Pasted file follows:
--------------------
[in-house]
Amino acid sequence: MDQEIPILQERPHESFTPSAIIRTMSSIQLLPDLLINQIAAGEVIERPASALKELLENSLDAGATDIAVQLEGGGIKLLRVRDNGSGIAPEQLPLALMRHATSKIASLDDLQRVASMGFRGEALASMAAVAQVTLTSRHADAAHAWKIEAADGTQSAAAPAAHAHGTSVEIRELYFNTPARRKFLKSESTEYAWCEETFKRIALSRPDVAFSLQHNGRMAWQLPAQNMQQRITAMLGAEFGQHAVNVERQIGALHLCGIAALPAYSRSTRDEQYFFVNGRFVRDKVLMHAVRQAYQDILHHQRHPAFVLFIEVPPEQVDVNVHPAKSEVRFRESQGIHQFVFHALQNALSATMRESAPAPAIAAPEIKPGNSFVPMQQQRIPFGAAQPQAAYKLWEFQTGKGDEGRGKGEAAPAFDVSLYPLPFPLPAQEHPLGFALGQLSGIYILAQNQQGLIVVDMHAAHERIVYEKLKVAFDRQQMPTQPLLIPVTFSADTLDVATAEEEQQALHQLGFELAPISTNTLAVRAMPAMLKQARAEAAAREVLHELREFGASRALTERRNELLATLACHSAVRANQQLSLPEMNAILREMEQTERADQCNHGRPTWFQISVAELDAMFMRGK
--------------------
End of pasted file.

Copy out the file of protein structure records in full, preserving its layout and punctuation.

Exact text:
[in-house]
Amino acid sequence: MDQEIPILQERPHESFTPSAIIRTMSSIQLLPDLLINQIAAGEVIERPASALKELLENSLDAGATDIAVQLEGGGIKLLRVRDNGSGIAPEQLPLALMRHATSKIASLDDLQRVASMGFRGEALASMAAVAQVTLTSRHADAAHAWKIEAADGTQSAAAPAAHAHGTSVEIRELYFNTPARRKFLKSESTEYAWCEETFKRIALSRPDVAFSLQHNGRMAWQLPAQNMQQRITAMLGAEFGQHAVNVERQIGALHLCGIAALPAYSRSTRDEQYFFVNGRFVRDKVLMHAVRQAYQDILHHQRHPAFVLFIEVPPEQVDVNVHPAKSEVRFRESQGIHQFVFHALQNALSATMRESAPAPAIAAPEIKPGNSFVPMQQQRIPFGAAQPQAAYKLWEFQTGKGDEGRGKGEAAPAFDVSLYPLPFPLPAQEHPLGFALGQLSGIYILAQNQQGLIVVDMHAAHERIVYEKLKVAFDRQQMPTQPLLIPVTFSADTLDVATAEEEQQALHQLGFELAPISTNTLAVRAMPAMLKQARAEAAAREVLHELREFGASRALTERRNELLATLACHSAVRANQQLSLPEMNAILREMEQTERADQCNHGRPTWFQISVAELDAMFMRGK